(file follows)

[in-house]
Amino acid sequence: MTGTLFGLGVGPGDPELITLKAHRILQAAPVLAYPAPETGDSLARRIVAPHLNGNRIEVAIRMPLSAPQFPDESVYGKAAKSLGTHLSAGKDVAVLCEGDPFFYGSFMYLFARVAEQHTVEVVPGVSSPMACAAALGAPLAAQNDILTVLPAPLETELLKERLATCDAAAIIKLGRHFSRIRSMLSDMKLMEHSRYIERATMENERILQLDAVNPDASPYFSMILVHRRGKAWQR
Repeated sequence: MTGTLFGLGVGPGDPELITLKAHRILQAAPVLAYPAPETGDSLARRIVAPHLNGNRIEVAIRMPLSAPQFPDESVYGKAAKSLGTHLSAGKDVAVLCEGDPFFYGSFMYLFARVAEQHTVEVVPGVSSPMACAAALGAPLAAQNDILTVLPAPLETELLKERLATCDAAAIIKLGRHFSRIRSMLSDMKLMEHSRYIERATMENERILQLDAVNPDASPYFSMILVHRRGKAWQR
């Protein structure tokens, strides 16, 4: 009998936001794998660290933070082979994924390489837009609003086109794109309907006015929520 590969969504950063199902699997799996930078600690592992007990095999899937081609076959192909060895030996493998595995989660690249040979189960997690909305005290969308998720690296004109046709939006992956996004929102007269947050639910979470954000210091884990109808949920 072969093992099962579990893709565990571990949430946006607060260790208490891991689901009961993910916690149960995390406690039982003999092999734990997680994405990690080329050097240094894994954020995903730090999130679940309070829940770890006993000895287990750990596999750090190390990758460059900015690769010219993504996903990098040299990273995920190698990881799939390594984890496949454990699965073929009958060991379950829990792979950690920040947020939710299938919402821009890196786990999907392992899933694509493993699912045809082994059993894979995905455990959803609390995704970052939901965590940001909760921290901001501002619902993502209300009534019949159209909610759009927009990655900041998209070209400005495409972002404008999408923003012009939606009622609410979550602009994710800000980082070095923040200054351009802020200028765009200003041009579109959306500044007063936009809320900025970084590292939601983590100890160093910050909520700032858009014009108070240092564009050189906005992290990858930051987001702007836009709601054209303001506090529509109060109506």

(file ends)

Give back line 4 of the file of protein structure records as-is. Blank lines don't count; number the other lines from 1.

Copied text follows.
């Protein structure tokens, strides 16, 4: 009998936001794998660290933070082979994924390489837009609003086109794109309907006015929520 590969969504950063199902699997799996930078600690592992007990095999899937081609076959192909060895030996493998595995989660690249040979189960997690909305005290969308998720690296004109046709939006992956996004929102007269947050639910979470954000210091884990109808949920 072969093992099962579990893709565990571990949430946006607060260790208490891991689901009961993910916690149960995390406690039982003999092999734990997680994405990690080329050097240094894994954020995903730090999130679940309070829940770890006993000895287990750990596999750090190390990758460059900015690769010219993504996903990098040299990273995920190698990881799939390594984890496949454990699965073929009958060991379950829990792979950690920040947020939710299938919402821009890196786990999907392992899933694509493993699912045809082994059993894979995905455990959803609390995704970052939901965590940001909760921290901001501002619902993502209300009534019949159209909610759009927009990655900041998209070209400005495409972002404008999408923003012009939606009622609410979550602009994710800000980082070095923040200054351009802020200028765009200003041009579109959306500044007063936009809320900025970084590292939601983590100890160093910050909520700032858009014009108070240092564009050189906005992290990858930051987001702007836009709601054209303001506090529509109060109506």